Lee — daughter of late bandmaster and Jamaica Carnival founder Byron Lee — made the disclosure while speaking with the
Jamaica Observer during the launch of Jamaica Carnival at Fiction Fantasy Nightclub in St Andrew last Friday.
She was however tight-lipped about the artistes involved.
Written by Montserratian Alphonso “Arrow” Cassell, Tiney Winey was an instant hit for Byron Lee and The Dragonaires in 1985. Soca Butterfly and Dance Hall Soca, both by dancehall deejay Admiral Bailey, had similar chart success in the 1990s. The latter is credited with starting the ragga-soca craze.
“My dad — The Dragon — brought carnival to the public streets of Jamaica because he believed music transcended all barriers… He was pleased to see Jamaicans embracing a foreign culture, putting and making it our own. Throughout the years we saw the fusion of the music take place in 1992 and 1993. We saw Jamaicans put their flavour and flare on roadwear and costumes… Then we infiltrated with fusion of the music with artistes including Beenie Man and Vegas, when they did the collaborations with their original songs,” said Lee.
Lee added that her father would be pleased with the growth of carnival.
This year there are four groups operating in carnival. In addition to Jamaica Carnival, there are newcomers Xodus and Xaymaca, as well as Bacchanal Jamaica.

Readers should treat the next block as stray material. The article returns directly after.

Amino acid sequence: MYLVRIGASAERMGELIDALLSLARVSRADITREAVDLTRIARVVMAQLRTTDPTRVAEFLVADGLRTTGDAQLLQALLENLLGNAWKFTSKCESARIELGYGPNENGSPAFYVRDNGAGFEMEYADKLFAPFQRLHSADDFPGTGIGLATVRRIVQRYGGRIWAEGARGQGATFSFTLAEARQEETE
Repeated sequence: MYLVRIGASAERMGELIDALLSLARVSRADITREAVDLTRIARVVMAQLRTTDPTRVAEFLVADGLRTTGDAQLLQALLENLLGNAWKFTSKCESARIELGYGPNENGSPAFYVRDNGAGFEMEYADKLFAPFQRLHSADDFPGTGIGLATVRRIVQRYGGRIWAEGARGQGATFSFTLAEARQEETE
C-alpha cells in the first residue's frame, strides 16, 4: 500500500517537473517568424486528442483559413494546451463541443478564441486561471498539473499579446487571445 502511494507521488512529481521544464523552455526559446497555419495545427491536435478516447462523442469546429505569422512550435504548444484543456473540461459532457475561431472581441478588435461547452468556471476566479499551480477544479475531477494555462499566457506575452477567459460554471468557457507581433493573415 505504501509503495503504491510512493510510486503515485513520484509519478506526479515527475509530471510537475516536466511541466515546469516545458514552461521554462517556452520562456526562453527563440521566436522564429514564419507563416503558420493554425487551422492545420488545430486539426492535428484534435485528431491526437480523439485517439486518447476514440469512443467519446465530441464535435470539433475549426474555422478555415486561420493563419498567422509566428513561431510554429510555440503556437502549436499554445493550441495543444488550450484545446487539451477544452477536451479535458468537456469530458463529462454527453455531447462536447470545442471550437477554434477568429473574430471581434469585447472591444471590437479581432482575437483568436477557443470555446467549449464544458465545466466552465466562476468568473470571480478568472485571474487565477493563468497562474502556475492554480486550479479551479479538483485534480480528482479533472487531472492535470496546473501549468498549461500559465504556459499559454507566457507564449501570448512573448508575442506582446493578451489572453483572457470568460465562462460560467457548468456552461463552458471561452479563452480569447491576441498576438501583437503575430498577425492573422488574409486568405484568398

“We want to ensure everyone has an opportunity to establish themselves, as there is enough space for everyone,” she said.
Byron Lee launched Jamaica Carnival in 1990. He died from cancer in 2008 at the University Hospital of the West Indies at age 73. The event returned last year after a seven-year hiatus.
“We have three events leading up to our road parade… We’ll be in St Elizabeth with a blowout street dance, as well as in Montego Bay, and in Kingston we’ll have a soca in the city event. And then we’ll have our road parade on Carnival Sunday (April 23) and in between we’ll be having a Kiddies Carnival at Hope Zoo on March 25,” Lee disclosed. “We’re very pleased with this, as we think children need to understand a more wholesome view of carnival — not of what has been sensationalised — so they can come out and play and have fun.”
Costumes are on sale at Usain Bolt’s Tracks & Records and Truck Stop in St Andrew.